being {L^2} rescalings of {\phi,\psi}. This operator is still bounded on all {L^p({\bf R}^3)} spaces {1 < p < \infty}, and so is arguably still a zeroth order operator, though not as convincingly as I would like. Another, less significant, issue with the result is that the solution constructed does not have good spatial decay properties, but this is mostly for convenience and it is likely that the construction can be localised to give solutions that have reasonable decay in space. But the biggest drawback of this theorem is the fact that {T} is not invertible, self-adjoint, or positive definite, so in particular there is no non-negative Hamiltonian for this equation. It may be that some modification of the arguments below can fix these issues, but I have so far been unable to do so. Still, the construction does show that the circulation theorem is insufficient by itself to prevent blowup.

We sketch the proof of the above theorem as follows. We use the barrier method, introducing the time-varying hyperboloid domains

\displaystyle \Omega(t) := \{ (r,\theta,z): r^2 \leq 1-t + z^2 \}

for {t>0} (expressed in cylindrical coordinates {(r,\theta,z)}). We will select initial data {\omega(0)} to be {\omega(0,r,\theta,z) = (0,0,\eta(r))} for some non-negative even bump function {\eta} supported on {[-1,1]}, normalised so that

\displaystyle \int\int \eta(r)\ r dr d\theta = 1;

in particular {\omega(0)} is divergence-free supported in {\Omega(0)}, with vortex lines connecting {z=-\infty} to {z=+\infty}. Suppose for contradiction that we have a smooth solution {\omega} to (1) with this initial data; to simplify the discussion we assume that the solution behaves well at spatial infinity (this can be justified with the choice (2) of vorticity-stream operator, but we will not do so here). Since the domains {\Omega(t)} disconnect {z=-\infty} from {z=+\infty} at time {t=1}, there must exist a time {0 < T_* < 1} which is the first time where the support of {\omega(T_*)} touches the boundary of {\Omega(T_*)}, with {\omega(t)} supported in {\Omega(t)}.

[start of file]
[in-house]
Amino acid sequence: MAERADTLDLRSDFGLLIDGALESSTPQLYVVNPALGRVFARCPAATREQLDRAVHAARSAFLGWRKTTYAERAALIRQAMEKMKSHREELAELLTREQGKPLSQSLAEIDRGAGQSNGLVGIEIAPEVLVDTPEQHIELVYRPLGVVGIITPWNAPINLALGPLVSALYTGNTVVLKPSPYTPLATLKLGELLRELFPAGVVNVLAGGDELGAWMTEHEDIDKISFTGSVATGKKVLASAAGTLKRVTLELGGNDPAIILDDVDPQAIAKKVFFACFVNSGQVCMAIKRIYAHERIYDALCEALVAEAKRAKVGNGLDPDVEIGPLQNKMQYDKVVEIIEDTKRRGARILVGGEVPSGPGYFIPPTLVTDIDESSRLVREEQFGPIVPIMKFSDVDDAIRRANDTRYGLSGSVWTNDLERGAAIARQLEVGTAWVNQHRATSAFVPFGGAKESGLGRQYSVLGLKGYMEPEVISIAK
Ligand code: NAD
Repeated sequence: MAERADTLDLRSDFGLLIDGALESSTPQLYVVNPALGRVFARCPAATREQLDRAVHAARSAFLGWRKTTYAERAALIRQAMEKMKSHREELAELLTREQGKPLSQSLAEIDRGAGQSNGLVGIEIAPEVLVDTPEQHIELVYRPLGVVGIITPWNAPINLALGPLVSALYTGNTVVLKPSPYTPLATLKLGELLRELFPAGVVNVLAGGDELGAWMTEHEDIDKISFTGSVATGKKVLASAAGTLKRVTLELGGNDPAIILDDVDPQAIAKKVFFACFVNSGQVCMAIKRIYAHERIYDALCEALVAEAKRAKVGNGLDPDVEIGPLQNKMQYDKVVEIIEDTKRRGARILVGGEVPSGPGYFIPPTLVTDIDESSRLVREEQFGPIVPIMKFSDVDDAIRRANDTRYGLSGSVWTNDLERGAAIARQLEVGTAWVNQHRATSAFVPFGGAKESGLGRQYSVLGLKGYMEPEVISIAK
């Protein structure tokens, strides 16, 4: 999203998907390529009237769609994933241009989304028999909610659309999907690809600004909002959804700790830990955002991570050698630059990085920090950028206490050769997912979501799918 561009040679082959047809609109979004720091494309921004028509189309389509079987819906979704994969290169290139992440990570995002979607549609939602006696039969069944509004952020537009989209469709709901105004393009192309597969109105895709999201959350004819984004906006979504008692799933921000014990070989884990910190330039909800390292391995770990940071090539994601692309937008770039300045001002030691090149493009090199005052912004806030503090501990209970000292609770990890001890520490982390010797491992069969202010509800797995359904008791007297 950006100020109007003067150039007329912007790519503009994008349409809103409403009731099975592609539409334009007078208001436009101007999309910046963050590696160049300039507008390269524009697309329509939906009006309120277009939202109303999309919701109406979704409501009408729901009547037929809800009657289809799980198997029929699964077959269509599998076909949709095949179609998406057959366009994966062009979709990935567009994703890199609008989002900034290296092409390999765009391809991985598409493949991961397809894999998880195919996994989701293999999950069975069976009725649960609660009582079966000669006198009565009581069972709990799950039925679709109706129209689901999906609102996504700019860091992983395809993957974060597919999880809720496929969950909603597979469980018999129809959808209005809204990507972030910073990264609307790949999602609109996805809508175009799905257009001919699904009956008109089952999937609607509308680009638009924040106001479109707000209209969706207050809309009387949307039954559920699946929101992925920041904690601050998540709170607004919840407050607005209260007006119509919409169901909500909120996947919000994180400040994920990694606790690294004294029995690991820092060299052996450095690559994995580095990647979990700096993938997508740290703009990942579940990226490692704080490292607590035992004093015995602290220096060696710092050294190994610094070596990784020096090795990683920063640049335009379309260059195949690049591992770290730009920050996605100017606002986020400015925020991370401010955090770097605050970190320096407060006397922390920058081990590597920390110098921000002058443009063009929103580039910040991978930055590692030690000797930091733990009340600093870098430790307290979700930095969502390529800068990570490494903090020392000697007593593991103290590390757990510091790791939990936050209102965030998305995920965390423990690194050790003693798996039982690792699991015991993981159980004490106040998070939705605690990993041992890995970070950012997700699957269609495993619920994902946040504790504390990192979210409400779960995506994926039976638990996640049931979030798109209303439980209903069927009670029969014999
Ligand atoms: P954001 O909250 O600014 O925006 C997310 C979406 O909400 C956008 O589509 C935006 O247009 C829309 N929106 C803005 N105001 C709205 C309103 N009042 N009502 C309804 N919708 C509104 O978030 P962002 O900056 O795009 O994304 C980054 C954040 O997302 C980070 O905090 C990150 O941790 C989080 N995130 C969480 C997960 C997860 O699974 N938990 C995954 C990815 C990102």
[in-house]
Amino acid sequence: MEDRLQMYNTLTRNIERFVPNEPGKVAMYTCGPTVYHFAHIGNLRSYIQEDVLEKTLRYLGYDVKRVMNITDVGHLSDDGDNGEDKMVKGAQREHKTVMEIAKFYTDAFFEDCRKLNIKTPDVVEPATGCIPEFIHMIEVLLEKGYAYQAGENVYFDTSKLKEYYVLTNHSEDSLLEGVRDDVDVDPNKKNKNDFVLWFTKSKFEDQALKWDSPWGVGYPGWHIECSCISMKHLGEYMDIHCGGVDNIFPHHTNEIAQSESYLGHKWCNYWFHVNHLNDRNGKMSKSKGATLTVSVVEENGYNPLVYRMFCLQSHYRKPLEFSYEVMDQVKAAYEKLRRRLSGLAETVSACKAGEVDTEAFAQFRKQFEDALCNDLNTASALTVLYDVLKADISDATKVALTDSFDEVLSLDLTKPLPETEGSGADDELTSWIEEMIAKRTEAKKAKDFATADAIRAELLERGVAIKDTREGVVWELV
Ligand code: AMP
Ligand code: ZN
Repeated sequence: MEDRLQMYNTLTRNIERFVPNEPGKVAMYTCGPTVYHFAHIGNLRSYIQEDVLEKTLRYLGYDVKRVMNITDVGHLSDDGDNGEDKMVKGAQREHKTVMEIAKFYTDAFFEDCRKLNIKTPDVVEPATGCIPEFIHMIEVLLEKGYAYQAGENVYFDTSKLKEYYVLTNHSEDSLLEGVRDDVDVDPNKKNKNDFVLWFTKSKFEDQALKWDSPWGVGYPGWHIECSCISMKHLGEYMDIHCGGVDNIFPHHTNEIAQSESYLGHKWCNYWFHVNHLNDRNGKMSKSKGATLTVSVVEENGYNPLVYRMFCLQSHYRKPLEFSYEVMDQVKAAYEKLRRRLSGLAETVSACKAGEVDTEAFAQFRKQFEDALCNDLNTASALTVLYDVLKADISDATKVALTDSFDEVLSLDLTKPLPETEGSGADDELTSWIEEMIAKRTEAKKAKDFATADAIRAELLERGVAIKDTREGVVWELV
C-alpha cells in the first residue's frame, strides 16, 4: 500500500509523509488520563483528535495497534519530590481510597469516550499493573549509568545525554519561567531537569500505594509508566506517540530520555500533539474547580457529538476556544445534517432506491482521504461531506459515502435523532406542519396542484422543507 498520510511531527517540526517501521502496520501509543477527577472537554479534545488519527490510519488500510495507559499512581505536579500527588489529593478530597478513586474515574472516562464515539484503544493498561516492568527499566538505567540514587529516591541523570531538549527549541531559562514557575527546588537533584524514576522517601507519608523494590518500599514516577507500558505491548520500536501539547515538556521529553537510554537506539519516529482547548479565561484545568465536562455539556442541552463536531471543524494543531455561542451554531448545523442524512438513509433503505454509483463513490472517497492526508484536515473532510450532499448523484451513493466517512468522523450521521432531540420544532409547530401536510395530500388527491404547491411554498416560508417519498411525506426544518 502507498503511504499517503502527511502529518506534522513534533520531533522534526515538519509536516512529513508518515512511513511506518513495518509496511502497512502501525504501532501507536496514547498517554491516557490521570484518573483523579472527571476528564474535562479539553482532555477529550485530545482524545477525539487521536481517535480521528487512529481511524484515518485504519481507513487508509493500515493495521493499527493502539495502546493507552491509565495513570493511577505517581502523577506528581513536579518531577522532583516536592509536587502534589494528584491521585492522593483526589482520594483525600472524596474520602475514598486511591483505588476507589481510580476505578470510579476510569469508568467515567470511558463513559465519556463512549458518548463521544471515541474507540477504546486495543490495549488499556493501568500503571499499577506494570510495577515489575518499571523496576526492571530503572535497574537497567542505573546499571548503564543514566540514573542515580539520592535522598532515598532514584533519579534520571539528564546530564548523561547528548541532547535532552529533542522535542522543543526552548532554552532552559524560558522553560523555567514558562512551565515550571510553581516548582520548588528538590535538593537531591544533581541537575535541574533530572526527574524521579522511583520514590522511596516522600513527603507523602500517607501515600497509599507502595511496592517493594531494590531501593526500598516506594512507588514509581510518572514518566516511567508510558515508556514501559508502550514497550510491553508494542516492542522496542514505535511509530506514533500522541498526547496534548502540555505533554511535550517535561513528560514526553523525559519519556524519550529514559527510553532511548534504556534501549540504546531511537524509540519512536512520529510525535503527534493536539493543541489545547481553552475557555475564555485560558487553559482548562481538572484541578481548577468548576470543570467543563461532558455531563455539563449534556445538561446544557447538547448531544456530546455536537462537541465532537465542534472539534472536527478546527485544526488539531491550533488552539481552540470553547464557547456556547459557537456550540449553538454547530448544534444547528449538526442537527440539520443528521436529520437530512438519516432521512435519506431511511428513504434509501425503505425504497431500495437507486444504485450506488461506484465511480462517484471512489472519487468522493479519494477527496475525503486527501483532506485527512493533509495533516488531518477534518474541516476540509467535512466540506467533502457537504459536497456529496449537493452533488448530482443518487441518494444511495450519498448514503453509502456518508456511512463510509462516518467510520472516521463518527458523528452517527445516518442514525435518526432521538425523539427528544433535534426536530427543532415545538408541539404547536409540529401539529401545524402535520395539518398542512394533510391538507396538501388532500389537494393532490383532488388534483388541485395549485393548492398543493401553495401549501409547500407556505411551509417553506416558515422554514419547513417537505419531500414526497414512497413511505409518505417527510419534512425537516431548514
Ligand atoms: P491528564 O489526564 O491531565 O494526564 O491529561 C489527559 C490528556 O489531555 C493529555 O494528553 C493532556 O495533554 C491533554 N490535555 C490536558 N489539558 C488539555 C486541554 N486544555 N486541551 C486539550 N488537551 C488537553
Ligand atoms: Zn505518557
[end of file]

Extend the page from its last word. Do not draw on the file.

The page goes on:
From (1) we see that the support of {\omega(t)} is transported by the velocity field {u(t)}. Thus, at the point of contact of the support of {\omega(T_*)} with the boundary of {\Omega(T_*)}, the inward component of the velocity field {u(T_*)} cannot exceed the inward velocity of {\Omega(T_*)}. We will construct the functions {\phi,\psi} so that this is not the case, leading to the desired contradiction. (Geometrically, what is going on here is that the operator {T} is pinching the flow to pass through the narrow cylinder {\{ z, r = O( \sqrt{1-t} )\}}, leading to a singularity by time {t=1} at the latest.)

First we observe from conservation of circulation, and from the fact that {\omega(t)} is supported in {\Omega(t)}, that the integrals

\displaystyle \int\int \omega_z(t,r,\theta,z) \ r dr d\theta

are constant in both space and time for {0 \leq t \leq T_*}. From the choice of initial data we thus have

\displaystyle \int\int \omega_z(t,r,\theta,z) \ r dr d\theta = 1

for all {t \leq T_*} and all {z}. On the other hand, if {T} is of the form (2) with {\phi = \nabla \times \eta} for some bump function {\eta = (0,0,\eta_z)} that only has {z}-components, then {\phi} is divergence-free with mean zero, and

\displaystyle \langle (-\Delta) (\nabla \times \omega), \phi_j \rangle = 2^{-j} \langle (-\Delta) (\nabla \times \omega), \nabla \times \eta_j \rangle